Reset garden_path.

-  (** [autorewrite] works with quantified equalities that include additional premises, but we must be careful to avoid similar incorrect rewritings. *)
+  (** [autorewrite] also works with quantified equalities that include additional premises, but we must be careful to avoid similar incorrect rewritings. *)

Section garden_path.
Variable P : A -> Prop.
@@ -166,7 +166,7 @@

Reset garden_path.

-  (** Our final, successful, attempt uses an extra argument to [Hint Rewrite] that specifies a tactic to apply to generated premises. *)
+  (** Our final, successful, attempt uses an extra argument to [Hint Rewrite] that specifies a tactic to apply to generated premises.  Such a hint is only used when the tactic succeeds for all premises, possibly leaving further subgoals for some premises. *)

Section garden_path.
Variable P : A -> Prop.
@@ -270,7 +270,7 @@
Qed.
(* end thide *)

-(** Many decision procedures can be coded in Ltac via "[repeat match] loops."  For instance, we can implement a subset of the functionality of [tauto]. *)
+(** Many decision procedures can be coded in Ltac via %%#"#[repeat match] loops.#"#%''%  For instance, we can implement a subset of the functionality of [tauto]. *)

(* begin thide *)
Ltac my_tauto :=
@@ -293,7 +293,7 @@

(** Since [match] patterns can share unification variables between hypothesis and conclusion patterns, it is easy to figure out when the conclusion matches a hypothesis.  The [exact] tactic solves a goal completely when given a proof term of the proper type.

-   It is also trivial to implement the "introduction rules" for a few of the connectives.  Implementing elimination rules is only a little more work, since we must give a name for a hypothesis to [destruct].
+   It is also trivial to implement the %%#"#introduction rules#"#%''% for a few of the connectives.  Implementing elimination rules is only a little more work, since we must give a name for a hypothesis to [destruct].

The last rule implements modus ponens.  The most interesting part is the use of the Ltac-level [let] with a [fresh] expression.  [fresh] takes in a name base and returns a fresh hypothesis variable based on that name.  We use the new name variable [H] as the name we assign to the result of modus ponens.  The use of [generalize] changes our conclusion to be an implication from [Q].  We clear the original hypothesis and move [Q] into the context with name [H]. *)

@@ -333,7 +333,7 @@
| [ H : _ |- _ ] => idtac H
end.

-  (** Coq prints "[H1]".  By applying [idtac] with an argument, a convenient debugging tool for "leaking information out of [match]es," we see that this [match] first tries binding [H] to [H1], which cannot be used to prove [Q].  Nonetheless, the following variation on the tactic succeeds at proving the goal: *)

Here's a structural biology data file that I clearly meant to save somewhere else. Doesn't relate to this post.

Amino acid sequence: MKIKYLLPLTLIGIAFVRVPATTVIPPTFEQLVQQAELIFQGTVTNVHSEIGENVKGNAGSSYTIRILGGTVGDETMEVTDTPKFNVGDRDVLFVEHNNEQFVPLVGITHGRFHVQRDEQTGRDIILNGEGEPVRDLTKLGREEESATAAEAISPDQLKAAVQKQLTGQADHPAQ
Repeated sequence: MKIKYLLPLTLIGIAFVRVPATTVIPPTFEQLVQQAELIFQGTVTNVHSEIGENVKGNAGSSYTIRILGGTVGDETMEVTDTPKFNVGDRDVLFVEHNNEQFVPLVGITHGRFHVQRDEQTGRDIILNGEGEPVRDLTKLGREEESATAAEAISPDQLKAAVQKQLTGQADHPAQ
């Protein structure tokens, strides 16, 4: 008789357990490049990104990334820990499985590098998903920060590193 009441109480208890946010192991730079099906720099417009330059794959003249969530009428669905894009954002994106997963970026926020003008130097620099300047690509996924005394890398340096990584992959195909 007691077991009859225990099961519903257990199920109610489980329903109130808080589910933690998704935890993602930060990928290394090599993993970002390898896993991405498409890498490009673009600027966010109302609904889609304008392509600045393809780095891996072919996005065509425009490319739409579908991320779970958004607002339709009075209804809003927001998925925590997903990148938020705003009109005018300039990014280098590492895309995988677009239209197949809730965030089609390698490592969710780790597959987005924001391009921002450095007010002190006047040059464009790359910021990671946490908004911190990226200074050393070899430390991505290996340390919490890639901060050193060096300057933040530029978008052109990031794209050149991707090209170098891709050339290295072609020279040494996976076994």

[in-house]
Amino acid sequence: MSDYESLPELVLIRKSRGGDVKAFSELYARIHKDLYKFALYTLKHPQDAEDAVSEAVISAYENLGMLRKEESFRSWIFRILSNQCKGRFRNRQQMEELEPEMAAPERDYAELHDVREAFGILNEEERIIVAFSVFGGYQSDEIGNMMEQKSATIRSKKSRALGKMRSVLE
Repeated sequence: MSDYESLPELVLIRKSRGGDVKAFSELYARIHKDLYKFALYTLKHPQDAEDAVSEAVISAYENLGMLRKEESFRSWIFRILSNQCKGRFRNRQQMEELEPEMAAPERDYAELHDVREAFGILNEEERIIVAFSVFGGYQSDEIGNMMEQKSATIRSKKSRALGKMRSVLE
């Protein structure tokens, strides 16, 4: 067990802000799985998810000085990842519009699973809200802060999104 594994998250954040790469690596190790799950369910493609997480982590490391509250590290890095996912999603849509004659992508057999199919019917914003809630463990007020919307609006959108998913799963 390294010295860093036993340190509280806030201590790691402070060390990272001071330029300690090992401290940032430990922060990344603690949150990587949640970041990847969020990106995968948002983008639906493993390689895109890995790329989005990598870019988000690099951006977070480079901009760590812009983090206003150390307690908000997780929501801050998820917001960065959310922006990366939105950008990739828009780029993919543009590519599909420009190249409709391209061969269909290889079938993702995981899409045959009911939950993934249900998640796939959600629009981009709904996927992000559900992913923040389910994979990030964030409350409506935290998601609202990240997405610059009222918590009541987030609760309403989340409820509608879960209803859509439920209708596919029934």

+  (** Coq prints %%#"#[H1]#"#%''%.  By applying [idtac] with an argument, a convenient debugging tool for %%#"#leaking information out of [match]es,#"#%''% we see that this [match] first tries binding [H] to [H1], which cannot be used to prove [Q].  Nonetheless, the following variation on the tactic succeeds at proving the goal: *)

(* begin thide *)
match goal with
@@ -358,7 +358,7 @@
end.
(* end thide *)

-(** We use the equality checking that is built into pattern-matching to see if there is a hypothesis that matches the proposition exactly.  If so, we use the [fail] tactic.  Without arguments, [fail] signals normal tactic failure, as you might expect.  When [fail] is passed an argument [n], [n] is used to count outwards through the enclosing cases of backtracking search.  In this case, [fail 1] says "fail not just in this pattern-matching branch, but for the whole [match]."  The second case will never be tried when the [fail 1] is reached.
+(** We use the equality checking that is built into pattern-matching to see if there is a hypothesis that matches the proposition exactly.  If so, we use the [fail] tactic.  Without arguments, [fail] signals normal tactic failure, as you might expect.  When [fail] is passed an argument [n], [n] is used to count outwards through the enclosing cases of backtracking search.  In this case, [fail 1] says %%#"#fail not just in this pattern-matching branch, but for the whole [match].#"#%''%  The second case will never be tried when the [fail 1] is reached.

This second case, used when [P] matches no hypothesis, checks if [P] is a conjunction.  Other simplifications may have split conjunctions into their component formulas, so we need to check that at least one of those components is also not represented.  To achieve this, we apply the [first] tactical, which takes a list of tactics and continues down the list until one of them does not fail.  The [fail 2] at the end says to [fail] both the [first] and the [match] wrapped around it.

@@ -484,11 +484,11 @@
Abort.
(* end thide *)

-(** The problem is that unification variables may not contain locally-bound variables.  In this case, [?P] would need to be bound to [x = x], which contains the local quantified variable [x].  By using a wildcard in the earlier version, we avoided this restriction.
+(** The problem is that unification variables may not contain locally-bound variables.  In this case, [?P] would need to be bound to [x = x], which contains the local quantified variable [x].  By using a wildcard in the earlier version, we avoided this restriction.  To understand why this applies to the [completer] tactics, recall that, in Coq, implication is shorthand for degenerate universal quantification where the quantified variable is not used.  Nonetheless, in an Ltac pattern, Coq is happy to match a wildcard implication against a universal quantification.

-   The Coq 8.2 release includes a special pattern form for a unification variable with an explicit set of free variables.  That unification variable is then bound to a function from the free variables to the "real" value.  In Coq 8.1 and earlier, there is no such workaround.
+   The Coq 8.2 release includes a special pattern form for a unification variable with an explicit set of free variables.  That unification variable is then bound to a function from the free variables to the %%#"#real#"#%''% value.  In Coq 8.1 and earlier, there is no such workaround.